I just wanted to clarify infrmation that is being posted to this site. I have been a speech therapist for 27 years for a public school system in New York state. I have a BA as a Teacher of the Speech and Heairng Handicapped as well as an MA in reading. I am more than qualified to administer speech therapy to students within a school setting given ny education and training. No I am not supervised by an SLP and no she does complete assessments for me- I do all my work. The only thing the SLP does is… Read more »

12/03/2012 8:21 pm

SLP Assistants can provide speech therapy. Each state has their own rules on the type of therapy they can provide. Can you please share your documentation that supports your statement: Speech language assistants are not qualified to provide speech language therapy. The assistants in my state complete a 2-year program, complete over 250 hours of practicum and are required to pass a state exam. Why are they not qualified? Again, please site your source.

10/01/2012 4:25 pm

“Some schools have “Speech Language Assistants.” Speech language assistants may file paperwork and make copies. Speech language assistants are not qualified to provide speech language therapy.”

This is completely incorrect!!! In order to be a true SLP-A your are licensed by the State Board of Health and/or Board of Educaiton. You are required to finish 2 years of college as well. You are licensed and trained to provide therapy under the supervision of an SLP. Check your informaiton before write it.

06/22/2012 12:29 pm

I’ve read through all the comments and have this input. Most folks commenting assume that if their state has SLPAs with BS degrees in Communication Science, then all states have that. Not true. Virginia has no regulation in place for SLPAs. So a school system can take your next door neighbor who wants to get a few bucks by subbing in the schools and says, “hey, you’d make a good Speech Therapist Substitute. We’ll train you for 10 extra hours in how to do speech therapy”. And that could be your child’s ‘therapist’ for years unless you look at that… Read more »

06/17/2012 8:41 pm

According to ASHA’s Guidelines for Training, Use, and Supervision of Speech-Language Pathology Assistants, which apply across all practice settings, a speech-language pathology assistant may conduct the following tasks under the supervision of a speech-language pathologist:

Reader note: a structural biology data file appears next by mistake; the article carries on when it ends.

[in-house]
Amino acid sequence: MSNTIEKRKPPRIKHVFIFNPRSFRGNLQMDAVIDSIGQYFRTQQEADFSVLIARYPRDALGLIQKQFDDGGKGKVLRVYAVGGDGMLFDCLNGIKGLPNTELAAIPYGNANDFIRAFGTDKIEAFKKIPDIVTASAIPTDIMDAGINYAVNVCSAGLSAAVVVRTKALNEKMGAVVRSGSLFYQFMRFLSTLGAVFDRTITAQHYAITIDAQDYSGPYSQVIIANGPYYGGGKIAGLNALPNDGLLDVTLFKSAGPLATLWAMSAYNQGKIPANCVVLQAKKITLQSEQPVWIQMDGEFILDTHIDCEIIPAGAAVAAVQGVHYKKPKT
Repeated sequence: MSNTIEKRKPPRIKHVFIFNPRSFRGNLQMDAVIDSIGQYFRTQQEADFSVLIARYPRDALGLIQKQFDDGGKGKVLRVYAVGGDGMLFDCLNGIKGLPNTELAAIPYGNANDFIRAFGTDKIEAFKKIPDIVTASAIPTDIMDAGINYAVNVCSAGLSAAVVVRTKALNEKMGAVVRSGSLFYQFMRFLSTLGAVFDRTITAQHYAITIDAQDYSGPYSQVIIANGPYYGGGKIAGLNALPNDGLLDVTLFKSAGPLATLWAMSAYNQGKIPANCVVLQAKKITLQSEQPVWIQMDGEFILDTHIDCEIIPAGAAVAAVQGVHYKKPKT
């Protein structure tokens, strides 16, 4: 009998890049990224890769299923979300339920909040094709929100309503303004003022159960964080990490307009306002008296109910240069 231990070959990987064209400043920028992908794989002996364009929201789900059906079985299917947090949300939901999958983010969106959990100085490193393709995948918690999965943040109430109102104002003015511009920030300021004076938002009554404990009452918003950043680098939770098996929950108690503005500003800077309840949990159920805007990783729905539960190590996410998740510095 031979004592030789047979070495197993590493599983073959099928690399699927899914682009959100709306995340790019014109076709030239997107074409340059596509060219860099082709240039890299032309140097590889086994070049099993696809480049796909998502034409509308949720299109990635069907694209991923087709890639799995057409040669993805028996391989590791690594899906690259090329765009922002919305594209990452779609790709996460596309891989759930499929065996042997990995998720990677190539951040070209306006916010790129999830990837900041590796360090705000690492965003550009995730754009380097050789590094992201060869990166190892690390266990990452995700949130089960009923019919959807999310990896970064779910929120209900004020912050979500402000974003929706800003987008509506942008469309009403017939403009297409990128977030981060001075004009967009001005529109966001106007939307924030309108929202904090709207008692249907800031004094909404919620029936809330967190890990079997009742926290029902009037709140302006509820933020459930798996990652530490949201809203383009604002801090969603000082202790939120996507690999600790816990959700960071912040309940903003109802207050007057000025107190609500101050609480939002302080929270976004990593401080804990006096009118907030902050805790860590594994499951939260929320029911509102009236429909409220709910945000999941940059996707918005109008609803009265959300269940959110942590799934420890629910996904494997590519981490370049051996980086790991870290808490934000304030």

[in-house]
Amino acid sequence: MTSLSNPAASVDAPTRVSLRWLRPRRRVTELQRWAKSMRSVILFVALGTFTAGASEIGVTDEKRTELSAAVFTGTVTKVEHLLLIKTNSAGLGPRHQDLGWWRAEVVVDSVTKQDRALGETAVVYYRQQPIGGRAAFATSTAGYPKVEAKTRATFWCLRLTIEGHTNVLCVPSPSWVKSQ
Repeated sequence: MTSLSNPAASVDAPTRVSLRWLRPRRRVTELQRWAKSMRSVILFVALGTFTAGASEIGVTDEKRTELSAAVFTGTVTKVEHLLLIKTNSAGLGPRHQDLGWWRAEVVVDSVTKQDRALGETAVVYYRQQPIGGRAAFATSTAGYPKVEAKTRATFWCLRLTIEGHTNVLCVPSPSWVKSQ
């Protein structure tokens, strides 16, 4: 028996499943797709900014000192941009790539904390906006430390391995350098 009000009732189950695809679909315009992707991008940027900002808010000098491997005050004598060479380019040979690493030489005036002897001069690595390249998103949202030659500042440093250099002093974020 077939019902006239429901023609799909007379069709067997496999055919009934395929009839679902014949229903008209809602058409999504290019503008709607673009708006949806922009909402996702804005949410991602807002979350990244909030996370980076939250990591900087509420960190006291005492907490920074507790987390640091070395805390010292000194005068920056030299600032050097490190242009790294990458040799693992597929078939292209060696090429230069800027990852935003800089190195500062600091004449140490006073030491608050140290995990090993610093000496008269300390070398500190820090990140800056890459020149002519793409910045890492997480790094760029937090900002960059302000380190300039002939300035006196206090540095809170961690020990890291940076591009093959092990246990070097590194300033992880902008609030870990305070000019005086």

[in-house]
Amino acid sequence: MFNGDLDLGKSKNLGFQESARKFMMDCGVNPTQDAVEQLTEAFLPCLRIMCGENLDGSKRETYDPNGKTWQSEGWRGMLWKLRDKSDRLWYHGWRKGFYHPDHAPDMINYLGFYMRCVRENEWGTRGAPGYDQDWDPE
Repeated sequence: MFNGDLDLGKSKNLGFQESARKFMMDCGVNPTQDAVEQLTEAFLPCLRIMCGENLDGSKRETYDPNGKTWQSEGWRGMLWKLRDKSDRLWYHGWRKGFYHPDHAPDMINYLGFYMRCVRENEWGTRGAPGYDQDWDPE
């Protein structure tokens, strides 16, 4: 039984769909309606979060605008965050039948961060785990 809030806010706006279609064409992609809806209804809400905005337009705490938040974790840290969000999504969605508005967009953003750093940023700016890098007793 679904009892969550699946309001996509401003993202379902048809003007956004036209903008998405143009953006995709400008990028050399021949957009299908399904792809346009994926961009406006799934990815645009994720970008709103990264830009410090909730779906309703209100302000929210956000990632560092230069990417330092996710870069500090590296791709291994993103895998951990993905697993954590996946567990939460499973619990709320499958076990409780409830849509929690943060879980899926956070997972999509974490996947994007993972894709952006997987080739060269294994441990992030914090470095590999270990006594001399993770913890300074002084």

Assist speech-language and hearing screenings (without interpretation)
Assist with informal documentation as directed by the speech-language pathologist
Follow documented treatment plans or protocols developed by the supervising speech-language pathologist
Document patient/client performance (e.g., tallying data for the speech-language pathologist to use; preparing charts, records, and graphs) and report this information to the supervision… Read more »

05/01/2012 8:27 pm

I am an SLPA and I absolutely disagree with your statement that SLPAs are not qualified to provide speech and language therapy services. This is not correct in many states. I am a state certified speech language pathology assistant with a bachelor’s degree in communication sciences and disorders. I provide all therapy services for the students on my caseload. A percentage of my therapy services are supervised by an ASHA certified SLP, which is the protocol for SLPA service provision.
Speech and language services are provided in the schools as part of IDEA, which protects the students and the parents.… Read more »

04/18/2012 8:56 pm

This article was poorly researched due to the fact that SLP-Assistants CAN provide therapy and are qualified by a majority of the states in the U.S by receiving a state license and training from an SLP AFTER attending school. I started off as an SLP-Assistant before going back for my masters and I did NOT just “file paperwork and make copies.” That is just offensive since I provided therapy to 70+ students UNDER the supervision of an SLP licensed/certified by the state & ASHA. I worked in CA, FL, and TX. If you look under ASHA’s website, SLP-Assistants CANNOT write… Read more »

04/12/2012 7:19 pm

ASHA created an SLP shortage in the 90’s by making it expensive and difficult for colleges to offer the degree to more than a few students each year. I was accepted into two colleges in NYC. The first dropped the program. The second had no room in their classes, even though I was in the program. I needed to work and began to work for the city school system as a therapist based on my undergraduate work. At that time, ASHA was discouraging the use of speech therapy assistants, or people like me, who wanted to get a master’s degree.… Read more »